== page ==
Charles Yin in a MD/PhD Candidate at the Schulich School of Medicine and Dentistry at Western University
On June 18, 2015 the Canadian Institutes of Health Research (CIHR) announced that it would be withdrawing funding support for the nation’s 14 MD/PhD programs by the 2016/2017 academic year. This announcement caught program directors and trainees across the country by surprise, and was at odds with the recommendations of two advisory panels commissioned by the CIHR, both of which identified a particular need to improve upon how clinician scientist training in Canada. Although the cutting of the CIHR funding was a blow to MD/PhD programs across the country, it looks like these programs won’t be shutting their doors for the foreseeable future. Rather, this development provides us as clinician scientists, physicians, researchers and policy makers with an opportunity to rekindle discussion over what an effective strategy for bolstering bench-to-bedside research in Canada will look like.
CIHR funding for MD/PhD programs began in 1995 after growing concerns at that time about the decline in the numbers of young, newly-graduated physicians that chose to incorporate basic biomedical research as part of their careers. Though initially small compared to the older and more established Medical Scientist Training Program (MSTP) run by the National Institutes of Health (NIH) in the United States, the CIHR MD/PhD Program grew rapidly, quadrupling in size over the first decade of the 21st century to provide financial support for roughly one in every two Canada MD/PhD trainees for the duration of their training by 2011.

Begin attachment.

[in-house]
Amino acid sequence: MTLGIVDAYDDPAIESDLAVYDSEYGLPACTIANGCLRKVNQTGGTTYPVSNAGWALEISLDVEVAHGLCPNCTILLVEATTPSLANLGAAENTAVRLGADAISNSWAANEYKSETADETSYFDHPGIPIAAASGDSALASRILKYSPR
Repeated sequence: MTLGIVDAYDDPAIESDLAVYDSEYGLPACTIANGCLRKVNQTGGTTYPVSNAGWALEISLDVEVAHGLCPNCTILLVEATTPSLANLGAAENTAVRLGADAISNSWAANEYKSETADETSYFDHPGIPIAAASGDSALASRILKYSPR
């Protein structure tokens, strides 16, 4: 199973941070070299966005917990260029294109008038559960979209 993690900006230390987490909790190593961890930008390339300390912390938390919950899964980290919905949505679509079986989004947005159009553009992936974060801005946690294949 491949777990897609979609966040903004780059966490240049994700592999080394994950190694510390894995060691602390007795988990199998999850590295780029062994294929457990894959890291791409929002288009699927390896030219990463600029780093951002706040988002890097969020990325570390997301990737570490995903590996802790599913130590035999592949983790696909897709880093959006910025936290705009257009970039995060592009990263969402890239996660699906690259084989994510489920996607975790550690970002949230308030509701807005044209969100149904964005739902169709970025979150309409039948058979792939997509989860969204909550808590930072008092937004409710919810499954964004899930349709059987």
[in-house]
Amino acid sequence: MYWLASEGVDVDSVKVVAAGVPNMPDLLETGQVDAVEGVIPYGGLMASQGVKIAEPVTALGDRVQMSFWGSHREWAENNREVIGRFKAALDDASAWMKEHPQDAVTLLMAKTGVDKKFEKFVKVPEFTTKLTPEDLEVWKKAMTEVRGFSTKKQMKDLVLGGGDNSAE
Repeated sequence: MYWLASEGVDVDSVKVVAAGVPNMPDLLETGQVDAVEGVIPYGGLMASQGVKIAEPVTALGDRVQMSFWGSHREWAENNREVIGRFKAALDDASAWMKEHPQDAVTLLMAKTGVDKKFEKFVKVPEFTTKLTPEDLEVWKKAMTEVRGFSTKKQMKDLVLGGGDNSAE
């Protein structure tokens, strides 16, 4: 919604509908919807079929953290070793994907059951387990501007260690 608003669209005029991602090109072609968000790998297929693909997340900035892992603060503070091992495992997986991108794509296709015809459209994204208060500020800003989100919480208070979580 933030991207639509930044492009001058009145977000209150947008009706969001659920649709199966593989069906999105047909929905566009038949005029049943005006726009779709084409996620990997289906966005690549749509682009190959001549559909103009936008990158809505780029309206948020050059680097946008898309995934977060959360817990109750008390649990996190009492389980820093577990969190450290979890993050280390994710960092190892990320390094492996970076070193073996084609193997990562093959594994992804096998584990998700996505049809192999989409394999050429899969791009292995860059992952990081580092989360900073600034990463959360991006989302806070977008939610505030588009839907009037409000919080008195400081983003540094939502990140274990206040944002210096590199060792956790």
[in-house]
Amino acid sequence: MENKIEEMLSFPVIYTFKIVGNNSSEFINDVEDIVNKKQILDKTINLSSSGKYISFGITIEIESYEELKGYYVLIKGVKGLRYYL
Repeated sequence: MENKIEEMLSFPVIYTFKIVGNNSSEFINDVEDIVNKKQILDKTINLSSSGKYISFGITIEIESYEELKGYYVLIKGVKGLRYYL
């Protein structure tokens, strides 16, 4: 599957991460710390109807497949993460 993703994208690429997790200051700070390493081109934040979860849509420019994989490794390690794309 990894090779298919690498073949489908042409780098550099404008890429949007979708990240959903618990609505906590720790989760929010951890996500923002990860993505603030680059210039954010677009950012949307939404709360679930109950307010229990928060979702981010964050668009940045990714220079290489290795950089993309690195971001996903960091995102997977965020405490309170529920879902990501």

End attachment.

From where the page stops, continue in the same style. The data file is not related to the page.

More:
Even at that time there were problems with how MD/PhD training was being administered. Lack of a national oversight body (as the CIHR simply disbursed funds but otherwise did not provide oversight to MD/PhD programs) meant that there was virtually no data on enrollment, funding and outcomes associated with MD/PhD training programs in the nation. How each MD/PhD program chose to make use of funds from the CIHR was also highly variable. Some programs divided all funds equally amongst its trainees whilst others opted to provide full funding for those students who did not otherwise hold external awards. This stands in contrast to the American MTSP, which provided all MD/PhD trainees at MSTP-funded institutions a full tuition remit and a sizable annual salary on top.
So where does the end of the CIHR MD/PhD Program leave MD/PhD programs and their trainees? While it is true that the CIHR has cut funding for MD/PhD trainees and has not announced any plans to date of reinstating funding, this funding source has always been used by MD/PhD programs as salary support for their trainees rather than as operating funds. So while MD/PhD programs across the country aren’t shutting their doors just quite yet, cessation of CIHR funding does come as a huge blow for a training system already struggling to attract and retain students and was faring poorly in competition with the larger MSTP system across our border to the South. While the CIHR argues that MD/PhD students should be well poised to obtain competitive external graduate salary awards, these awards only cover the doctorate portion of an MD/PhD student’s training. And as others have rightly pointed out, MD/PhD trainees are at a disadvantage compared to our MD-only colleagues, as MD/PhD trainees delay their time to receiving an income by an average of 3-4 years.